In 1993, when, through the courage of Israeli Prime Minister Yitzhak Rabin and PLO Chairman Yasser Arafat, an agreement for peace between Israel and the Palestians was reached in Oslo (carefully avoiding any role for the British), and signed in Washington by the two leaders, Lyndon LaRouche said the following: “The urgent thing here is that we must move with all speed to immediately get these economic development projects, such as the canal from Gaza to the Dead Sea, going, immediately, because if we wait until we discuss this out, enemies of progress and enemies of the human race will be successful, through people like Ariel Sharon’s buddies, in intervening to drown this agreement in blood and chaos.”
As in many, many other potential turning points in history, the wise words of Lyndon LaRouche were not heeded: The development programs were postponed while financial and stability issues were debated; the Oslo Accords were sabotaged; Rabin was murdered “by Ariel Sharon’s buddies”; and “blood and chaos” have followed for the past 28 years.
LaRouche’s words echo through the decades, and are just as relevant to the crisis in Afghanistan today as they were in Palestine then—in fact, a successful resolution in Afghanistan, through LaRouche’s “peace through development” approach, is perhaps the last chance to achieve a similar peace across Southwest Asia in the near future. The consequences of failing to follow that approach are more dire today, as the world is pushed ever closer to thermonuclear war.
But we can be optimistic that the potential for peace through development is greater today than anytime since the 1990s, when the opportunity for global peace following the collapse of the Soviet Union was squandered. At that time, Lyndon and Helga LaRouche proposed the New Silk Road, to unite the world in a new era of development, free of the British Imperial division of the world into wearing blocs. The British sabotaged that effort, maintaining and expanding NATO, and maintaining the “enemy image” of Russia and China. But China embraced the idea, and, 20 years later, President Xi Jinping launched the Belt and Road Initiative, taking the miraculous Chinese development process to the rest of the world. Now, the vast majority of the world’s nations have joined in that process as members of the Belt and Road.
And, it is The LaRouche Organization and LaRouche’s Schiller Institute which are now at the center of that process. The Schiller Institute conferences of the past 15 months have brought together the operative forces in dialogue—from Russia, China, India, Southwest Asia, Africa, and Ibero America, together with Europeans and Americans—to formulate the required economic and political policies for a new paradigm for mankind. The EIR to be published on Aug. 13, will contain transcripts of portions of the historic Schiller Institute conference of July 31, “Afghanistan: A Turning Point in History—After the Failed Regime-Change Era,” which featured in-depth discussion of the development process which can, and must, bring about a peaceful resolution, once and for all, of the imperial “Great Game” in Afghanistan. Rather than British troops marching through the Khyber Pass, the plan is for an extension of the rail line which runs from China through Peshawar to the Gwadar port, as part of the China-Pakistan Economic Corridor (CPEC), to connect through the Khyber Pass to Kabul, and on to Uzbekistan and Tajikistan, connecting landlocked Central Asia to the Arabian Sea, and restoring the ancient role of Afghanistan as the prosperous hub of the Silk Road.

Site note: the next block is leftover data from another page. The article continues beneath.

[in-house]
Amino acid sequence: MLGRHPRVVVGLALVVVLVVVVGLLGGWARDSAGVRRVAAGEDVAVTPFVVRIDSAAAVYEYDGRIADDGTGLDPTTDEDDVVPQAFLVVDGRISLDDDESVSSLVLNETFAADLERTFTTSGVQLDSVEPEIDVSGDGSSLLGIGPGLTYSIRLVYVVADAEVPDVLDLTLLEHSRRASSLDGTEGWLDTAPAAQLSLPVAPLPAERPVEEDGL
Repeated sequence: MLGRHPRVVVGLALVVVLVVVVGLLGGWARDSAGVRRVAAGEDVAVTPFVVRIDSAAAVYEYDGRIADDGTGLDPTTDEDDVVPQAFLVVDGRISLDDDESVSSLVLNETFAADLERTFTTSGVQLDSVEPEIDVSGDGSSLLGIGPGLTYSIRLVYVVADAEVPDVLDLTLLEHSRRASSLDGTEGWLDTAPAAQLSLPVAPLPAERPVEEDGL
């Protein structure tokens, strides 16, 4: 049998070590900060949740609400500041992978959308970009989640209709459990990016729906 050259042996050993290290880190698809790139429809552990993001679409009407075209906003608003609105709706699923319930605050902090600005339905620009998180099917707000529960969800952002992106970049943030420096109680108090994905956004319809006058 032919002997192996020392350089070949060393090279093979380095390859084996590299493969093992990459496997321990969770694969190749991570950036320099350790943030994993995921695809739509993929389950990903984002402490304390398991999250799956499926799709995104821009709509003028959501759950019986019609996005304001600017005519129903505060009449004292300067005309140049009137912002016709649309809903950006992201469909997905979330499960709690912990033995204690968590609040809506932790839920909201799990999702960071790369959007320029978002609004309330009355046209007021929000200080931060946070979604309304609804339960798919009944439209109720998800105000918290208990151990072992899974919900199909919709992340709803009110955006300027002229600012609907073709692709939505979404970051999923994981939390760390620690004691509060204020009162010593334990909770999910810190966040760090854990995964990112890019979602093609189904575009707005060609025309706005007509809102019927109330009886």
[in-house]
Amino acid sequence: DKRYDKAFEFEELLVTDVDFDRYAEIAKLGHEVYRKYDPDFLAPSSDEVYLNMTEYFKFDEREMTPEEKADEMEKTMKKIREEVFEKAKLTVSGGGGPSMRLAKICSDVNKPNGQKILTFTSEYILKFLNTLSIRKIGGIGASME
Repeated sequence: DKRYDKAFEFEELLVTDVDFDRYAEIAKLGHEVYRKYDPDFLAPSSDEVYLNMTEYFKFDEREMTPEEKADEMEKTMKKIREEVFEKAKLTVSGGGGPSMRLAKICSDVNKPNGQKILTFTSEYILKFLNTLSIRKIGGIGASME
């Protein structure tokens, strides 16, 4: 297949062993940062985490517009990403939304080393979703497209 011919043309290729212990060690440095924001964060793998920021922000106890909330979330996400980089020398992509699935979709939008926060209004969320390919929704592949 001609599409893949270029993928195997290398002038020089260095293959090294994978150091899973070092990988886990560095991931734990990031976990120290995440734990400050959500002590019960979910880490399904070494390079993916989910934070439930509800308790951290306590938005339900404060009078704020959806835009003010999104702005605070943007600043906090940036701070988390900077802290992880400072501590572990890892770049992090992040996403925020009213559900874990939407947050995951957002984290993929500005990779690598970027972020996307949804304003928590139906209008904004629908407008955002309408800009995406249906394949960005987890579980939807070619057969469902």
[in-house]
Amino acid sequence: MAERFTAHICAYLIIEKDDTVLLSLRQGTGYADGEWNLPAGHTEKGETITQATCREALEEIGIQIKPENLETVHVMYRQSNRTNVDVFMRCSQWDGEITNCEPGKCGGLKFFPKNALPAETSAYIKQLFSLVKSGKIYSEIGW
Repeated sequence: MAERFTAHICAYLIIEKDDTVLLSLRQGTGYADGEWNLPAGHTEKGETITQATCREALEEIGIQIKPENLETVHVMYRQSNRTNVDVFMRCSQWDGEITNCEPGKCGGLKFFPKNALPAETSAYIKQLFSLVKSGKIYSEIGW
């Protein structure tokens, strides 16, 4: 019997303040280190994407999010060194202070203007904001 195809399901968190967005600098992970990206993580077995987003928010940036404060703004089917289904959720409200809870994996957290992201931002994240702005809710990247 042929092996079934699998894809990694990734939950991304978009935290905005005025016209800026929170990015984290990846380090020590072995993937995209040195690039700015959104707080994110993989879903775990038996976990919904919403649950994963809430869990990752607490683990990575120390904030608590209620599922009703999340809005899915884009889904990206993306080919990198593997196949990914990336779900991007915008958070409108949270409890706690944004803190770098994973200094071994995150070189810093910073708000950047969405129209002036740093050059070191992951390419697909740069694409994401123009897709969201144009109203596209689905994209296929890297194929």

This great project was formulated at a February conference in Tashkent, and is already underway. Umida Hashimova, an analyst at the U.S.-based Center for Naval Analyses, who specializes in Central Asia affairs, told South China Morning Post that there are ongoing funding discussions with U.S. and Asian development agencies, and that “Construction of the 573-km long railway’s first section, between Kabul and Mazar-i-Sharif, is expected to begin next month.” The design and technical documentation of the railway will be undertaken by the Russian Railways, Uzbek officials announced following talks with Russian Railways CEO Oleg Belozerov in Tashkent on May 19.
The U.S. is engaged in two related institutions. The “Extended Troika,” consisting of the U.S., Russia, China and Pakistan, was established in 2019, and held two meetings this year, focused on finding a solution to the Afghanistan situation following the pullout of foreign forces. Also, there is a “Quad” arrangement involving the U.S., Uzbekistan, Pakistan and Afghanistan, focused on the railroad development project.
It is crucial that the U.S. cooperate with all the countries in the region, especially Russia, China, India and Pakistan, on this crucial test of mankind’s capacity to end the era of geopolitics and create a new Renaissance. There are powerful forces in the U.K. and the U.S., including leading elements of both political parties, which will do all they can to sabotage this project, to counterpose the Malthusian insanity of the Green New Deal and depopulation, which will lead rapidly to more wars.
An opportunity for Americans and citizens of the world to reflect on the seminal ideas of Lyndon LaRouche will take place on Aug. 14, marking fifty years since President Nixon ended the Bretton Woods system, confirming LaRouche’s warning at the time. Register here for the conference, “So, Are You Finally Willing To Learn Economics?”